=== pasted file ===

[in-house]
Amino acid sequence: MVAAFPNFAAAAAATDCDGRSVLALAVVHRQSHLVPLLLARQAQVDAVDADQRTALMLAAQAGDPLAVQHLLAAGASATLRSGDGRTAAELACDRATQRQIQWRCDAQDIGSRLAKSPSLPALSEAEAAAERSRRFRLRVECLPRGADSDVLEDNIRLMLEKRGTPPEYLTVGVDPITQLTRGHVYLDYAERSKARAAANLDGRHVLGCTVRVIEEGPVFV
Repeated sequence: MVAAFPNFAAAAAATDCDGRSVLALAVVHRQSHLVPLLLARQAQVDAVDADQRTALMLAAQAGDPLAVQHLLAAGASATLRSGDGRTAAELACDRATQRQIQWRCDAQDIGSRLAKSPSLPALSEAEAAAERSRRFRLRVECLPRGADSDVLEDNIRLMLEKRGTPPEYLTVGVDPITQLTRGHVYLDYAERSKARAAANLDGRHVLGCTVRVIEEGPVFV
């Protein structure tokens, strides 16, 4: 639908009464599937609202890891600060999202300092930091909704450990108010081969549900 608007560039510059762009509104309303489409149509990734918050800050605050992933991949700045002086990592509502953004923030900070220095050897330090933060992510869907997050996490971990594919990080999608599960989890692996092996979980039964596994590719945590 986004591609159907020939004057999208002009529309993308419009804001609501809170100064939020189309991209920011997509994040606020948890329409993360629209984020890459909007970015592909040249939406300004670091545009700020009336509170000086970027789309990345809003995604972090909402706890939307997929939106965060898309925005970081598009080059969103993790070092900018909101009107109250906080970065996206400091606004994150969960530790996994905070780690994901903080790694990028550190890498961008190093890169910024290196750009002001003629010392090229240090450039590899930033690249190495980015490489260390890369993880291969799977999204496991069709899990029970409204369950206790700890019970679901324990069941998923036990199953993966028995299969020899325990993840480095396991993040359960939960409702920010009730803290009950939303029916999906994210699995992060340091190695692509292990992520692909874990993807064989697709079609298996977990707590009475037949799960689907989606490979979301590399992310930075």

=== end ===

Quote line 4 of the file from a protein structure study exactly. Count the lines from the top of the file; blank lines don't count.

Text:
């Protein structure tokens, strides 16, 4: 639908009464599937609202890891600060999202300092930091909704450990108010081969549900 608007560039510059762009509104309303489409149509990734918050800050605050992933991949700045002086990592509502953004923030900070220095050897330090933060992510869907997050996490971990594919990080999608599960989890692996092996979980039964596994590719945590 986004591609159907020939004057999208002009529309993308419009804001609501809170100064939020189309991209920011997509994040606020948890329409993360629209984020890459909007970015592909040249939406300004670091545009700020009336509170000086970027789309990345809003995604972090909402706890939307997929939106965060898309925005970081598009080059969103993790070092900018909101009107109250906080970065996206400091606004994150969960530790996994905070780690994901903080790694990028550190890498961008190093890169910024290196750009002001003629010392090229240090450039590899930033690249190495980015490489260390890369993880291969799977999204496991069709899990029970409204369950206790700890019970679901324990069941998923036990199953993966028995299969020899325990993840480095396991993040359960939960409702920010009730803290009950939303029916999906994210699995992060340091190695692509292990992520692909874990993807064989697709079609298996977990707590009475037949799960689907989606490979979301590399992310930075």